The Pope, Simplicius, urges Acacius to influence the Emperor in the Catholic direction, to join the monks in opposing the Cat, and assures him that there is no need of a council, the error of Eutyches having already been thoroughly dealt with. As the result, the Patriarch stirred up the monks against the usurprer, and Basiliscus fled. Evidently Acacius was at the time a whole-hearted supporter of the Apostolic See.
But conscious of the influence which he found he possessed in bringing about the expulsion of Basiliscus and the return of Zeno, Acacius apparently began to dream ambitious dreams of dominating the East and breaking with the See of Rome. For Pope Gelasius tells us that many of his predecessor's letters were ignored and unanswered. And when the two most important sees of the East happened to be vacant at the same time, it probably occurred to Acacius that now was his opportunity of uniting under his leadership all who were at loggerheads with Rome.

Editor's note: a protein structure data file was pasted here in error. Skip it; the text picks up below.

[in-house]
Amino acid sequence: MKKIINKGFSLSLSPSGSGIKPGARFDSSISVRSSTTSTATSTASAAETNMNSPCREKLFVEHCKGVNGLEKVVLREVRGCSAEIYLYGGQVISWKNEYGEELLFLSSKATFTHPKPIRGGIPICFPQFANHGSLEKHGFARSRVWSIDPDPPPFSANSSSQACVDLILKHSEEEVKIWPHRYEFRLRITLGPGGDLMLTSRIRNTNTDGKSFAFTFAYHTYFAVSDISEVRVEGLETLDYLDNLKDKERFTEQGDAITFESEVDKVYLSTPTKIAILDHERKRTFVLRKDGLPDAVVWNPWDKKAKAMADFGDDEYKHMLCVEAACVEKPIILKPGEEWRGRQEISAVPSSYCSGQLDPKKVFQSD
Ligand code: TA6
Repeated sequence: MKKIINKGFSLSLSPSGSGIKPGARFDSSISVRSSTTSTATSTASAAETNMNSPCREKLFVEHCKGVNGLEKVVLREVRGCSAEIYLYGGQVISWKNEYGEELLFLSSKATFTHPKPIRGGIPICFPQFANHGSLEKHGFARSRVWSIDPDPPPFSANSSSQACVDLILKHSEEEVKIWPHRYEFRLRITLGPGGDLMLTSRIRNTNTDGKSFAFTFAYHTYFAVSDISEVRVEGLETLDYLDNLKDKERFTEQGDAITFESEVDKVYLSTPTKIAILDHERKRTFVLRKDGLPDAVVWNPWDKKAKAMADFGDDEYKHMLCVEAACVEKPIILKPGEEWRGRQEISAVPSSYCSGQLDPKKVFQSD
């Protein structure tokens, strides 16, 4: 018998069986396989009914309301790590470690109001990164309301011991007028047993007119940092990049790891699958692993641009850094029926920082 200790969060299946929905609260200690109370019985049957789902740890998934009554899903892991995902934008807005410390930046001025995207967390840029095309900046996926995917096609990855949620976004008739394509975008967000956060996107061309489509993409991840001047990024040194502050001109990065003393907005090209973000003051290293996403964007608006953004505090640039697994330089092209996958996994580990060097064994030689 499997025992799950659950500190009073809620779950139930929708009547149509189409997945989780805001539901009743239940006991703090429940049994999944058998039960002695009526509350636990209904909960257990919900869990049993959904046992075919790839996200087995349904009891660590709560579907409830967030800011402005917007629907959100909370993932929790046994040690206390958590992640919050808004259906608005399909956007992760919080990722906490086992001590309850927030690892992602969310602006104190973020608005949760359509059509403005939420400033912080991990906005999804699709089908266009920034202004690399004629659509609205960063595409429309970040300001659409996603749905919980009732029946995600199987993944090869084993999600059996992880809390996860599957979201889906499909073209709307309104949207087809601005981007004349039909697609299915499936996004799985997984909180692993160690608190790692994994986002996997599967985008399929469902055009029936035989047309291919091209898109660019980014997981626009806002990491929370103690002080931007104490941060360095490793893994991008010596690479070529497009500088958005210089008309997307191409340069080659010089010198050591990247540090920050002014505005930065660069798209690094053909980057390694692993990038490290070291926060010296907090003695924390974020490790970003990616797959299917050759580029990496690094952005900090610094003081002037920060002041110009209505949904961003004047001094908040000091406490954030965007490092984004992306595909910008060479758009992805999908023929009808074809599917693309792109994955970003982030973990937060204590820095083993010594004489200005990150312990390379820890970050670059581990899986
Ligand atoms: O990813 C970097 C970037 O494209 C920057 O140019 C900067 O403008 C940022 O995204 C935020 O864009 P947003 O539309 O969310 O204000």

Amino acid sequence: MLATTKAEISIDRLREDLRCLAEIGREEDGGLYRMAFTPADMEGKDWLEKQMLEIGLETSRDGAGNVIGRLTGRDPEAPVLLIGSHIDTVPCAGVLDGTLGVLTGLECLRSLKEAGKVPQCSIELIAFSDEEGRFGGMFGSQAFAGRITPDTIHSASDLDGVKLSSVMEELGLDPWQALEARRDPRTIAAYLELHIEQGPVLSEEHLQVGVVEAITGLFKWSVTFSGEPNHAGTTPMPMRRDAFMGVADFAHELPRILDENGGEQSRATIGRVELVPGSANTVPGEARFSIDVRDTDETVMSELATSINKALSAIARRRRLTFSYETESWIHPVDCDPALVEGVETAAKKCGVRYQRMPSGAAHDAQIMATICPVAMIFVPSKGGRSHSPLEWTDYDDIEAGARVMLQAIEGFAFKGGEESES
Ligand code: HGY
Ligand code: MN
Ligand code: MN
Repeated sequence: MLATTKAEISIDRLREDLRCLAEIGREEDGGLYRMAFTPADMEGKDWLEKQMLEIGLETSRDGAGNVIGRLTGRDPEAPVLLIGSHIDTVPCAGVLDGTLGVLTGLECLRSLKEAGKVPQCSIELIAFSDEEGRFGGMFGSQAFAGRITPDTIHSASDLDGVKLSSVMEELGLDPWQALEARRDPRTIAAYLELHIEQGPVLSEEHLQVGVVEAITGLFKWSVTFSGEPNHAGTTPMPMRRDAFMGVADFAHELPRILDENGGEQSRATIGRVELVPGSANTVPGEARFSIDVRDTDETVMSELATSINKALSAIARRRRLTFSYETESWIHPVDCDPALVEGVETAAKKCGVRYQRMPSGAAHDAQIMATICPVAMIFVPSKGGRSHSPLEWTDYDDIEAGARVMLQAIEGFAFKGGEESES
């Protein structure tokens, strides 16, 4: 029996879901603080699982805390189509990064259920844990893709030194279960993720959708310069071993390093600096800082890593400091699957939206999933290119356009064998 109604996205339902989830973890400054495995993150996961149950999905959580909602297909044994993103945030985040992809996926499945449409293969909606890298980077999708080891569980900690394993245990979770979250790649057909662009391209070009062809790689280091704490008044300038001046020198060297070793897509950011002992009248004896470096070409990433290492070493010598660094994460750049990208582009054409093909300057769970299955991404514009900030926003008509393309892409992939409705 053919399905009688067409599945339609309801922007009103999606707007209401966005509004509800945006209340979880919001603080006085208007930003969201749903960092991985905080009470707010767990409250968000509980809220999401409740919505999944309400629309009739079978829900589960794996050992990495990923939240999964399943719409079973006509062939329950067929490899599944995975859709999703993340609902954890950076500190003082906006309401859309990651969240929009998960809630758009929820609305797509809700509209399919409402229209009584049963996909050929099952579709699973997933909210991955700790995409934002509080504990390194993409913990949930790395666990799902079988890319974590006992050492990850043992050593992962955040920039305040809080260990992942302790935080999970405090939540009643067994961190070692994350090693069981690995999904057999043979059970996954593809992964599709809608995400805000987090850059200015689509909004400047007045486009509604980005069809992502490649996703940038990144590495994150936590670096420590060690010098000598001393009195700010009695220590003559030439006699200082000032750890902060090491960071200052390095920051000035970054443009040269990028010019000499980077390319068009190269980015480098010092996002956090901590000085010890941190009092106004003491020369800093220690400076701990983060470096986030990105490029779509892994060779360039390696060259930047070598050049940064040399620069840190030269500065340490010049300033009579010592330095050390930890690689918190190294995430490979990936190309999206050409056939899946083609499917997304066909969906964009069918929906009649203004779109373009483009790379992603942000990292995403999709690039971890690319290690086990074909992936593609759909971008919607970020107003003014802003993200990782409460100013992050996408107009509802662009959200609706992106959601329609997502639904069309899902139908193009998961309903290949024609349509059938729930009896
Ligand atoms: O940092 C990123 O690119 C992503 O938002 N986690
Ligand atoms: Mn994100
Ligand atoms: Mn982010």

Soon after Zeno's restoration Timothy died, but his usurpation was continued by Peter Mongos. Then, when the Catholic Timothy Sakophakiolos died, the Egyptians wanted Peter Mongos to succeed him. But a Catholic (John Talaia) was chosen.
Acacius had excommunicated Mongos, but now they became friends and allies, and each in the other found a suitable auxiliary for his schemes and ambitions.
Zeno, since Egypt and Syria, the two most populous rich and powerful provinces of the empire, were specially affected by Monophysitism, and with the Monophysitism was mixed up a good deal of anti-imperialist feeling, embarked on a policy of compromise and "comprehensiveness"--a policy which would be continued for many weary years and bring nothing but dissatisfaction in trying to conciliate the Monophysites. Hence the genesis of the decree Henoticon, which consisted of:
1. The Niceno-Constantinopolitan symbol.
2. Cyril's XII Anathemas.
3. The decrees of Ephesus.
4. The Condemnations of Nestorius and Eutyches.
Christ is "one not two" and "two natures" is avoided. But there was nothing said about the Tome of Leo or about Chalcedon except aversely. "Whoever thinks or has thought otherwise, whether at Chalcedon or at any other synod, is excommunicate," gives the text of the Henoticon. The men really responsible for this Henoticon were Acacius and Peter Mongos. The Emperor judged that this decree, which would be acceptable to the Monophysites, could also be signed by the orthodox, as, so far as it went (apart from the clause about Chalcedon), it was patient of a Catholic interpretation. But of course it really satisfied nobody.